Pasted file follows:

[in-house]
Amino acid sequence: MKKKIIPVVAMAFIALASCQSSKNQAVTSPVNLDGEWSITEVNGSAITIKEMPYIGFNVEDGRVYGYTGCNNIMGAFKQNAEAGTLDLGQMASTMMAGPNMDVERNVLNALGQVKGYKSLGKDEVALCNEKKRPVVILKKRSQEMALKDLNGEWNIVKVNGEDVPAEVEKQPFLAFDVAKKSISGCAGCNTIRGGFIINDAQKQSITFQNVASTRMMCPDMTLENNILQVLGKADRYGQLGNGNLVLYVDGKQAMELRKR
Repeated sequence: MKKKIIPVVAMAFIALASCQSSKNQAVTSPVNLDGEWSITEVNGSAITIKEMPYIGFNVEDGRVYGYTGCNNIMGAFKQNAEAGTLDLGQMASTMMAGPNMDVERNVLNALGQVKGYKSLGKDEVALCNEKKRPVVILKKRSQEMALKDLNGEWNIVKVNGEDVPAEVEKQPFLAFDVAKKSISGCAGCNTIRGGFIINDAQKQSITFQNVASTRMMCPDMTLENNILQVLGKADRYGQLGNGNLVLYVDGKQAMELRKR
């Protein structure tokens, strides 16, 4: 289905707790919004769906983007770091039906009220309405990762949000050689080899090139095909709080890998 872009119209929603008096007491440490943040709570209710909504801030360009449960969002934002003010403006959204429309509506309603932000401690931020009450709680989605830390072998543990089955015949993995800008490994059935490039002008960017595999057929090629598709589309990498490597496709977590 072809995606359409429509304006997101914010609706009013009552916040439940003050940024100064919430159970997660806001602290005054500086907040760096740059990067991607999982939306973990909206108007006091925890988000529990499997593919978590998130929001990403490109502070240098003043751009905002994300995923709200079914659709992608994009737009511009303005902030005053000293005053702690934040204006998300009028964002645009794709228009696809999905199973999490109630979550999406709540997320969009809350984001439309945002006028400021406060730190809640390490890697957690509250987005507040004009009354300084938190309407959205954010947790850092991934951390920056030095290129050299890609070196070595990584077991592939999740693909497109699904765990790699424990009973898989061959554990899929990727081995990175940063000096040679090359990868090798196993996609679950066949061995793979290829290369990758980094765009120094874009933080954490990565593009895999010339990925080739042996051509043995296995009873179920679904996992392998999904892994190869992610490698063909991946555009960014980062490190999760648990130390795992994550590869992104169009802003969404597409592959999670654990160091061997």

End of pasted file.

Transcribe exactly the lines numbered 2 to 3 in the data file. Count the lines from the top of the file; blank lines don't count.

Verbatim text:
Amino acid sequence: MKKKIIPVVAMAFIALASCQSSKNQAVTSPVNLDGEWSITEVNGSAITIKEMPYIGFNVEDGRVYGYTGCNNIMGAFKQNAEAGTLDLGQMASTMMAGPNMDVERNVLNALGQVKGYKSLGKDEVALCNEKKRPVVILKKRSQEMALKDLNGEWNIVKVNGEDVPAEVEKQPFLAFDVAKKSISGCAGCNTIRGGFIINDAQKQSITFQNVASTRMMCPDMTLENNILQVLGKADRYGQLGNGNLVLYVDGKQAMELRKR
Repeated sequence: MKKKIIPVVAMAFIALASCQSSKNQAVTSPVNLDGEWSITEVNGSAITIKEMPYIGFNVEDGRVYGYTGCNNIMGAFKQNAEAGTLDLGQMASTMMAGPNMDVERNVLNALGQVKGYKSLGKDEVALCNEKKRPVVILKKRSQEMALKDLNGEWNIVKVNGEDVPAEVEKQPFLAFDVAKKSISGCAGCNTIRGGFIINDAQKQSITFQNVASTRMMCPDMTLENNILQVLGKADRYGQLGNGNLVLYVDGKQAMELRKR